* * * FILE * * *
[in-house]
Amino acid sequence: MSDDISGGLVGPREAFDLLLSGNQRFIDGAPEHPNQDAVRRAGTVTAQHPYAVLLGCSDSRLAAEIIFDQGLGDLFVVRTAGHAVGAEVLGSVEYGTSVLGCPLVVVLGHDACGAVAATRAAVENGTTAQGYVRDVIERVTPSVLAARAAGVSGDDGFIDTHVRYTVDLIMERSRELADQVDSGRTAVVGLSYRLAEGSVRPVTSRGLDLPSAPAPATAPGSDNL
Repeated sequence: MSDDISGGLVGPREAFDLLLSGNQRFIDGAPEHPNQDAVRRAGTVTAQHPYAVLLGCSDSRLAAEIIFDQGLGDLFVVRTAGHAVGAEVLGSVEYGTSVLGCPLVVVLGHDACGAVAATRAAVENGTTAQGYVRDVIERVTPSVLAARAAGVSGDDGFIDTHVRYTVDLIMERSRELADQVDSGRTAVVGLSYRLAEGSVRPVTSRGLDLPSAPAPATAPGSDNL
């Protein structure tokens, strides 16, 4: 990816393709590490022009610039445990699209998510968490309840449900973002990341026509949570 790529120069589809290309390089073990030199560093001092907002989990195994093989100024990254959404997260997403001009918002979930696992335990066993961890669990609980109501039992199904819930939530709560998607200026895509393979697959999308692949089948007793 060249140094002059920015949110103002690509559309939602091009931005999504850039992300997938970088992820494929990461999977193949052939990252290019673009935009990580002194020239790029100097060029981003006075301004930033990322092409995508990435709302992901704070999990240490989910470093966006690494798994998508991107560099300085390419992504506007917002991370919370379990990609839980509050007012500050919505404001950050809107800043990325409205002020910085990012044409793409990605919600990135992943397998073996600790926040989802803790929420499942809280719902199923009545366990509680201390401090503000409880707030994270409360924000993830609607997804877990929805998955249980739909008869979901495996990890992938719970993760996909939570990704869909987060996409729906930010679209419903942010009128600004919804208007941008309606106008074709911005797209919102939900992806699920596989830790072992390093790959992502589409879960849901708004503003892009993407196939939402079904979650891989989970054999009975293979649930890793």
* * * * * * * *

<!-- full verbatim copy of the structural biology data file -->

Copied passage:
[in-house]
Amino acid sequence: MSDDISGGLVGPREAFDLLLSGNQRFIDGAPEHPNQDAVRRAGTVTAQHPYAVLLGCSDSRLAAEIIFDQGLGDLFVVRTAGHAVGAEVLGSVEYGTSVLGCPLVVVLGHDACGAVAATRAAVENGTTAQGYVRDVIERVTPSVLAARAAGVSGDDGFIDTHVRYTVDLIMERSRELADQVDSGRTAVVGLSYRLAEGSVRPVTSRGLDLPSAPAPATAPGSDNL
Repeated sequence: MSDDISGGLVGPREAFDLLLSGNQRFIDGAPEHPNQDAVRRAGTVTAQHPYAVLLGCSDSRLAAEIIFDQGLGDLFVVRTAGHAVGAEVLGSVEYGTSVLGCPLVVVLGHDACGAVAATRAAVENGTTAQGYVRDVIERVTPSVLAARAAGVSGDDGFIDTHVRYTVDLIMERSRELADQVDSGRTAVVGLSYRLAEGSVRPVTSRGLDLPSAPAPATAPGSDNL
């Protein structure tokens, strides 16, 4: 990816393709590490022009610039445990699209998510968490309840449900973002990341026509949570 790529120069589809290309390089073990030199560093001092907002989990195994093989100024990254959404997260997403001009918002979930696992335990066993961890669990609980109501039992199904819930939530709560998607200026895509393979697959999308692949089948007793 060249140094002059920015949110103002690509559309939602091009931005999504850039992300997938970088992820494929990461999977193949052939990252290019673009935009990580002194020239790029100097060029981003006075301004930033990322092409995508990435709302992901704070999990240490989910470093966006690494798994998508991107560099300085390419992504506007917002991370919370379990990609839980509050007012500050919505404001950050809107800043990325409205002020910085990012044409793409990605919600990135992943397998073996600790926040989802803790929420499942809280719902199923009545366990509680201390401090503000409880707030994270409360924000993830609607997804877990929805998955249980739909008869979901495996990890992938719970993760996909939570990704869909987060996409729906930010679209419903942010009128600004919804208007941008309606106008074709911005797209919102939900992806699920596989830790072992390093790959992502589409879960849901708004503003892009993407196939939402079904979650891989989970054999009975293979649930890793």